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Old 06-05-2014, 11:04 AM   #11
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KDH, I do the same as you- I take my tanks to the local hardware store for filling vs. paying the campground.

I just have crappy luck for timing.
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Old 06-05-2014, 01:39 PM   #12
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When weighing, the TARE WT of the cylinder is stamped on the side.

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Old 06-05-2014, 01:49 PM   #13
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WOW, You are using a full tank a day. It seems like maybe you have a leak or are you running a LP generator?? A tank will last me almost two trips running the heater and the refer while driving.
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Old 06-05-2014, 01:51 PM   #14
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Maybe I'm doing things the wrong way... But why not use one tank... And when it runs out, you switch over and replace the empty?
You are doing things the (Correct) way! Your way there is (Always) a backup! The tanks are stamped on what they weigh,just add the weight of propane and there is No guessing! Youroo!!
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Old 06-05-2014, 01:51 PM   #15
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Maybe I'm doing things the wrong way... But why not use one tank... And when it runs out, you switch over and replace the empty?
That's how I do it.
Never get a bad surprise this way!
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Old 06-05-2014, 08:10 PM   #16
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these gauges measure pressure.
The pressure in the propane line is basically constant, as long as there is liquid in the tank, the pressure will be what is known as the vapor pressure, and its only dependant on the temperature, not the level in the tank.
When you are using propane form the tank you can sometimes see the condensation line marking the liquid level in the tank. Otherwise, pour warm water over the tank while propane is being used (the faster the flow out the better) then you can feel the level.... cooler below the liquid level.
I use a fish scale to check my tanks. The tank should be labled with a Tare Weight, which is the weight of the tank when empty, marked TW. Subtract that from the measure weight, and that's how much you have left!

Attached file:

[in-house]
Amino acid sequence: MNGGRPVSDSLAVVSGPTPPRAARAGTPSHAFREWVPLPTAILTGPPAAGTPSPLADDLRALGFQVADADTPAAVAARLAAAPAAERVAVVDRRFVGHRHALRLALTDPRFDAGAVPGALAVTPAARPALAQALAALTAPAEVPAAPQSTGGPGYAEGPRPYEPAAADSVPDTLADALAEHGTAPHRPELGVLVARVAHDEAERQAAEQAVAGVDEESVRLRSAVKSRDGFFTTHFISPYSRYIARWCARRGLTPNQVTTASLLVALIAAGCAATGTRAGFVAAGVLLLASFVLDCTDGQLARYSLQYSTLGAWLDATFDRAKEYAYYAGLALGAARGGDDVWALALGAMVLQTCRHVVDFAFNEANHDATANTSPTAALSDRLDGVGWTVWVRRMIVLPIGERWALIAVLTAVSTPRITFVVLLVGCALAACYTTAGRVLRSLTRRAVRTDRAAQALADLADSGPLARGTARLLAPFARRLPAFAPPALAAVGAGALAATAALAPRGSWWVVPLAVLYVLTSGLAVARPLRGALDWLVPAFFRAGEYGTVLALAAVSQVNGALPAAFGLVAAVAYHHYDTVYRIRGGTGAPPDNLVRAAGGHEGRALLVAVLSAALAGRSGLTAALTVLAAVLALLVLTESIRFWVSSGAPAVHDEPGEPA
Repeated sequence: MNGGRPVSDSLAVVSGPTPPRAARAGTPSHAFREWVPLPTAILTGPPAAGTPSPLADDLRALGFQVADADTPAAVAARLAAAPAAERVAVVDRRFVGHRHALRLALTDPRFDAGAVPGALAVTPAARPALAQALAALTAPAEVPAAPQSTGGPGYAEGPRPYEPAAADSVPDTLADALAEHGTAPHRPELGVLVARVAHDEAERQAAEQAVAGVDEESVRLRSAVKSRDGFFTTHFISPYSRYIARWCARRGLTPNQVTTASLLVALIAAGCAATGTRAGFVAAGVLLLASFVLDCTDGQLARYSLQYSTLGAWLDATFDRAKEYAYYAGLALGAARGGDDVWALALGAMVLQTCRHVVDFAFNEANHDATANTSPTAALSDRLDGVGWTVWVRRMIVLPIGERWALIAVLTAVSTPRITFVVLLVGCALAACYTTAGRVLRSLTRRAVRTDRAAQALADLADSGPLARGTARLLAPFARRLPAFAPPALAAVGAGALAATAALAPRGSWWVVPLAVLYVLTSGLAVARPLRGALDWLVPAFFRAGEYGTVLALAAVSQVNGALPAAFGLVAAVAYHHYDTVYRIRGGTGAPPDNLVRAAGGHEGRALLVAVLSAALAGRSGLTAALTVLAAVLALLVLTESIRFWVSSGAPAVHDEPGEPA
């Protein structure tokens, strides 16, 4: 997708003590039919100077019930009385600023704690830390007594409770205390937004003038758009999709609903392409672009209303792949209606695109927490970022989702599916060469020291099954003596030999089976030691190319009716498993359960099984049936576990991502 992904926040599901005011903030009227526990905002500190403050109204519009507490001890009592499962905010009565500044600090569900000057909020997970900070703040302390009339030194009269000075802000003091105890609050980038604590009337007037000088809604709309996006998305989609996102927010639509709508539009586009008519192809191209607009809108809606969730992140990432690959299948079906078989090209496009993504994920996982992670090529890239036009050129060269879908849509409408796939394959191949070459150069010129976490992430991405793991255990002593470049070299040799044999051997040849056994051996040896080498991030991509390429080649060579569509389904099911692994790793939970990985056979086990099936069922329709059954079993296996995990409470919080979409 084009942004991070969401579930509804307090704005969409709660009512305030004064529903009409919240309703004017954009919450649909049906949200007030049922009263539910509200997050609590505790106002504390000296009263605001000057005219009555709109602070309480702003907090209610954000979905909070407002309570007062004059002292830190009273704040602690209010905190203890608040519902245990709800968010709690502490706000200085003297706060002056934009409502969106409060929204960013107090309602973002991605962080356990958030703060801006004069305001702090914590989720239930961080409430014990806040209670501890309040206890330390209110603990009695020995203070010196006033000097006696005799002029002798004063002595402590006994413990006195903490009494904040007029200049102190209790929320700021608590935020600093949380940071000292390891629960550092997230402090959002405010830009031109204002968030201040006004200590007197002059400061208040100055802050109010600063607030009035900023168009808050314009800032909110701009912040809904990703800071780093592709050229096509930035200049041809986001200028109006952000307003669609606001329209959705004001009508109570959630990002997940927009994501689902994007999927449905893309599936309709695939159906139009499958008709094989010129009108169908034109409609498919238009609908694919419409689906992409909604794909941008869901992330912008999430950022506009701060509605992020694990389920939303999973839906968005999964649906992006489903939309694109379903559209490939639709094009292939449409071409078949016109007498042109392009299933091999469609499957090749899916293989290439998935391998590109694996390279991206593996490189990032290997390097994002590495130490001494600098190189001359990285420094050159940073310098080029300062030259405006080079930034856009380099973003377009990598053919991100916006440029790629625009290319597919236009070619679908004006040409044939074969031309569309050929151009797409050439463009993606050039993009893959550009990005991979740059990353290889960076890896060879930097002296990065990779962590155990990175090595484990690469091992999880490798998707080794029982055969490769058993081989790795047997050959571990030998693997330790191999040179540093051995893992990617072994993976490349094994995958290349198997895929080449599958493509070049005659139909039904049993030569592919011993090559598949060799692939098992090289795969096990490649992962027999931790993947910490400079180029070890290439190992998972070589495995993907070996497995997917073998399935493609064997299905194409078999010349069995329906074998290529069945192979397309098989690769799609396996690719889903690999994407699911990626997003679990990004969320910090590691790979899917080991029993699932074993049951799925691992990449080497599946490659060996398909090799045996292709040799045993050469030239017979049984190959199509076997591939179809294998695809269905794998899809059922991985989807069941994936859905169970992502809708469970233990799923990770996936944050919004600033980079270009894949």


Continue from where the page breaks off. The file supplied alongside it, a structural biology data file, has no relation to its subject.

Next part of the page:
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Old 06-05-2014, 08:39 PM   #17
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Just got a 277HW and it has the automatic switch over but how do I know how much is in each tank?
The simple answer - you don't!

Other than weighing, which is a PITA if your gas tanks are tied down to the frame, you don't really know. There are a couple devices in the market but their accuracy is dubious. One looks like a pressure gage, but it's calibrated in Full - Empty. Another is basically a thermometer strip that runs up and down the tank. You pour warm water on it and the gas level appears as a difference in temperature. The best one I've seen looks like a pen. It has a ultrasonic device that can find the level of the tank as you run it up and down the side, kind of like a stud finder. Runs about $29. Just saw it in another thread here a few days ago.
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Old 06-05-2014, 09:00 PM   #18
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Thanks everyone the input was very helpful.
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Old 06-05-2014, 09:04 PM   #19
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Maybe I'm doing things the wrong way... But why not use one tank... And when it runs out, you switch over and replace the empty?
That's the best way of doing it, that way you always have a full tank and don't run out in the middle of the night or on a weekend when you can't get them filled. Been doing it that way since our first trailer in 1975.
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Old 06-05-2014, 09:10 PM   #20
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Like KDHfan said

Fully agree with KDHfan. Unless you are going to be far away from a propane source and was wondering how much was left in the one tank, why would you care? Just look at the guage every day and when one tank is empty and it has switched, fill it. If you have doubts about how much is in the primary tank and are going on a trip with no propane source, just fill it prior to departure.

I feel a lot better getting that off my chest.
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